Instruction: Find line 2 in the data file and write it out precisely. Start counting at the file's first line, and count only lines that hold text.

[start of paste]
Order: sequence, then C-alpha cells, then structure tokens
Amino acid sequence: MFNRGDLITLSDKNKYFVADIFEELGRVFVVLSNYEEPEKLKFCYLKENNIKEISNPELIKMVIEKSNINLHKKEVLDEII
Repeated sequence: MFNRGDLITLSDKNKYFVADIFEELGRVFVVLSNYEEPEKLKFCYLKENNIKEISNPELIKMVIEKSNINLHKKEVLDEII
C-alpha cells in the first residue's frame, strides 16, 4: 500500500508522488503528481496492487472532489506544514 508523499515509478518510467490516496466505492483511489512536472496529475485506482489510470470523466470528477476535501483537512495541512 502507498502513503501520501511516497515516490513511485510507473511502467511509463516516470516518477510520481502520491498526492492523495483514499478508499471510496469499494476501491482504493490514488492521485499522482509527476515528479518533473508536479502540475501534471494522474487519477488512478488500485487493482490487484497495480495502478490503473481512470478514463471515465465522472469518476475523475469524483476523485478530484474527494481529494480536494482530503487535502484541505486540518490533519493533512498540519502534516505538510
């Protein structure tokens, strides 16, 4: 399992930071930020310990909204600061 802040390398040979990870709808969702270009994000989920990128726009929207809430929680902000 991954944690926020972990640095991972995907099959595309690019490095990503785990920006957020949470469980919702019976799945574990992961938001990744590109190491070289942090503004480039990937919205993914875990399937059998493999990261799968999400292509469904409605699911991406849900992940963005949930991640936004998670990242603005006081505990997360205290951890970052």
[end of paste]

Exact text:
Amino acid sequence: MFNRGDLITLSDKNKYFVADIFEELGRVFVVLSNYEEPEKLKFCYLKENNIKEISNPELIKMVIEKSNINLHKKEVLDEII